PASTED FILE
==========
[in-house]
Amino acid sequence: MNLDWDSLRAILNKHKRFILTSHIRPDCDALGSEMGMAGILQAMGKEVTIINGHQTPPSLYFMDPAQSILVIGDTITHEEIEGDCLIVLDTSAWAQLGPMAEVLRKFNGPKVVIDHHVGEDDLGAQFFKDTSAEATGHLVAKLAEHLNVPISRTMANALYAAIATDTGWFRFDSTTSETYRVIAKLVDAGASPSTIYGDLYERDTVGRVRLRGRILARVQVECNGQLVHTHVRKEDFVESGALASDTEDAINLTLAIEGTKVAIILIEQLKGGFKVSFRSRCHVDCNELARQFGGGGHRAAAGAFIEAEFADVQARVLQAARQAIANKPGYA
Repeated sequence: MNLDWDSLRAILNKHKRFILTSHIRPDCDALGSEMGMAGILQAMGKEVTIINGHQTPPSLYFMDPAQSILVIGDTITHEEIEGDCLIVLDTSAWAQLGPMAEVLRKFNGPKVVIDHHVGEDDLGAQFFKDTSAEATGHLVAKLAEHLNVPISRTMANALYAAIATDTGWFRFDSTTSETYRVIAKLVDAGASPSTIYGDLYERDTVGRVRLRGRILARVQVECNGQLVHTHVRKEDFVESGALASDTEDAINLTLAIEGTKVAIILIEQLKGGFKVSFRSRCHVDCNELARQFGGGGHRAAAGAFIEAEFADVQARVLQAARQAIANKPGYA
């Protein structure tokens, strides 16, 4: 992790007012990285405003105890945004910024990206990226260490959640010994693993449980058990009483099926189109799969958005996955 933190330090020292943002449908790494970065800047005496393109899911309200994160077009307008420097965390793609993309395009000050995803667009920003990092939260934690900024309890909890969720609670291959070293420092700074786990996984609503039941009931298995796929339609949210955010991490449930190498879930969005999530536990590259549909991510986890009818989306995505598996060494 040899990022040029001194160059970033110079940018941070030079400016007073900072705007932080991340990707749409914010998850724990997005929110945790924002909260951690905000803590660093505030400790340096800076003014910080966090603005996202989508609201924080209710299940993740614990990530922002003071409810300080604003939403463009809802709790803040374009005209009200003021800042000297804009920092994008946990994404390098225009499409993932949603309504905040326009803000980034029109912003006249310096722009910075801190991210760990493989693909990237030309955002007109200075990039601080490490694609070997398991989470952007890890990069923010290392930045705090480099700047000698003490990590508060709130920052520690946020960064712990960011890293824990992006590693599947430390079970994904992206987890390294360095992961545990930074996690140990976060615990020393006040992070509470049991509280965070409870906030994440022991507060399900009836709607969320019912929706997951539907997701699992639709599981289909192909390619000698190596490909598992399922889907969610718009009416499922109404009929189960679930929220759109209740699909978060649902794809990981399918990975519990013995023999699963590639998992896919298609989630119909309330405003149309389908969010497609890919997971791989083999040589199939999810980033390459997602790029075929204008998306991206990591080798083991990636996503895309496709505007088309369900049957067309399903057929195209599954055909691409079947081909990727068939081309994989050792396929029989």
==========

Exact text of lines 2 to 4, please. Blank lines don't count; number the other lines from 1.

Amino acid sequence: MNLDWDSLRAILNKHKRFILTSHIRPDCDALGSEMGMAGILQAMGKEVTIINGHQTPPSLYFMDPAQSILVIGDTITHEEIEGDCLIVLDTSAWAQLGPMAEVLRKFNGPKVVIDHHVGEDDLGAQFFKDTSAEATGHLVAKLAEHLNVPISRTMANALYAAIATDTGWFRFDSTTSETYRVIAKLVDAGASPSTIYGDLYERDTVGRVRLRGRILARVQVECNGQLVHTHVRKEDFVESGALASDTEDAINLTLAIEGTKVAIILIEQLKGGFKVSFRSRCHVDCNELARQFGGGGHRAAAGAFIEAEFADVQARVLQAARQAIANKPGYA
Repeated sequence: MNLDWDSLRAILNKHKRFILTSHIRPDCDALGSEMGMAGILQAMGKEVTIINGHQTPPSLYFMDPAQSILVIGDTITHEEIEGDCLIVLDTSAWAQLGPMAEVLRKFNGPKVVIDHHVGEDDLGAQFFKDTSAEATGHLVAKLAEHLNVPISRTMANALYAAIATDTGWFRFDSTTSETYRVIAKLVDAGASPSTIYGDLYERDTVGRVRLRGRILARVQVECNGQLVHTHVRKEDFVESGALASDTEDAINLTLAIEGTKVAIILIEQLKGGFKVSFRSRCHVDCNELARQFGGGGHRAAAGAFIEAEFADVQARVLQAARQAIANKPGYA
């Protein structure tokens, strides 16, 4: 992790007012990285405003105890945004910024990206990226260490959640010994693993449980058990009483099926189109799969958005996955 933190330090020292943002449908790494970065800047005496393109899911309200994160077009307008420097965390793609993309395009000050995803667009920003990092939260934690900024309890909890969720609670291959070293420092700074786990996984609503039941009931298995796929339609949210955010991490449930190498879930969005999530536990590259549909991510986890009818989306995505598996060494 040899990022040029001194160059970033110079940018941070030079400016007073900072705007932080991340990707749409914010998850724990997005929110945790924002909260951690905000803590660093505030400790340096800076003014910080966090603005996202989508609201924080209710299940993740614990990530922002003071409810300080604003939403463009809802709790803040374009005209009200003021800042000297804009920092994008946990994404390098225009499409993932949603309504905040326009803000980034029109912003006249310096722009910075801190991210760990493989693909990237030309955002007109200075990039601080490490694609070997398991989470952007890890990069923010290392930045705090480099700047000698003490990590508060709130920052520690946020960064712990960011890293824990992006590693599947430390079970994904992206987890390294360095992961545990930074996690140990976060615990020393006040992070509470049991509280965070409870906030994440022991507060399900009836709607969320019912929706997951539907997701699992639709599981289909192909390619000698190596490909598992399922889907969610718009009416499922109404009929189960679930929220759109209740699909978060649902794809990981399918990975519990013995023999699963590639998992896919298609989630119909309330405003149309389908969010497609890919997971791989083999040589199939999810980033390459997602790029075929204008998306991206990591080798083991990636996503895309496709505007088309369900049957067309399903057929195209599954055909691409079947081909990727068939081309994989050792396929029989």